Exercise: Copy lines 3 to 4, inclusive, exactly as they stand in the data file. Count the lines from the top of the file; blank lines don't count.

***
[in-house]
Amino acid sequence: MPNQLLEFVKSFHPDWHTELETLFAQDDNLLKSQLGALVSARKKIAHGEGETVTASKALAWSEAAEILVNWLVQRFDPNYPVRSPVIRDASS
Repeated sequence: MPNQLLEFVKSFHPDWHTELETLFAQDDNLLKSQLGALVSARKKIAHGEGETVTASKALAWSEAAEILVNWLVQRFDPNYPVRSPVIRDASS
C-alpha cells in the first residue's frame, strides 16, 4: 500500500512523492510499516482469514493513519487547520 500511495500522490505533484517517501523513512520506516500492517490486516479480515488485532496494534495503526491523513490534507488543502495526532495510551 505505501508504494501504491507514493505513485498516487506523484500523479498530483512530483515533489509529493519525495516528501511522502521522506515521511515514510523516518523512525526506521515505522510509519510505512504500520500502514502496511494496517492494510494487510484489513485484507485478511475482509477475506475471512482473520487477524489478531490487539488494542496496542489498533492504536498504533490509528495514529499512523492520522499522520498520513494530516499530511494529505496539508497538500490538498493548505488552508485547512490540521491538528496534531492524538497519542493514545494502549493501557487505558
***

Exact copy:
Repeated sequence: MPNQLLEFVKSFHPDWHTELETLFAQDDNLLKSQLGALVSARKKIAHGEGETVTASKALAWSEAAEILVNWLVQRFDPNYPVRSPVIRDASS
C-alpha cells in the first residue's frame, strides 16, 4: 500500500512523492510499516482469514493513519487547520 500511495500522490505533484517517501523513512520506516500492517490486516479480515488485532496494534495503526491523513490534507488543502495526532495510551 505505501508504494501504491507514493505513485498516487506523484500523479498530483512530483515533489509529493519525495516528501511522502521522506515521511515514510523516518523512525526506521515505522510509519510505512504500520500502514502496511494496517492494510494487510484489513485484507485478511475482509477475506475471512482473520487477524489478531490487539488494542496496542489498533492504536498504533490509528495514529499512523492520522499522520498520513494530516499530511494529505496539508497538500490538498493548505488552508485547512490540521491538528496534531492524538497519542493514545494502549493501557487505558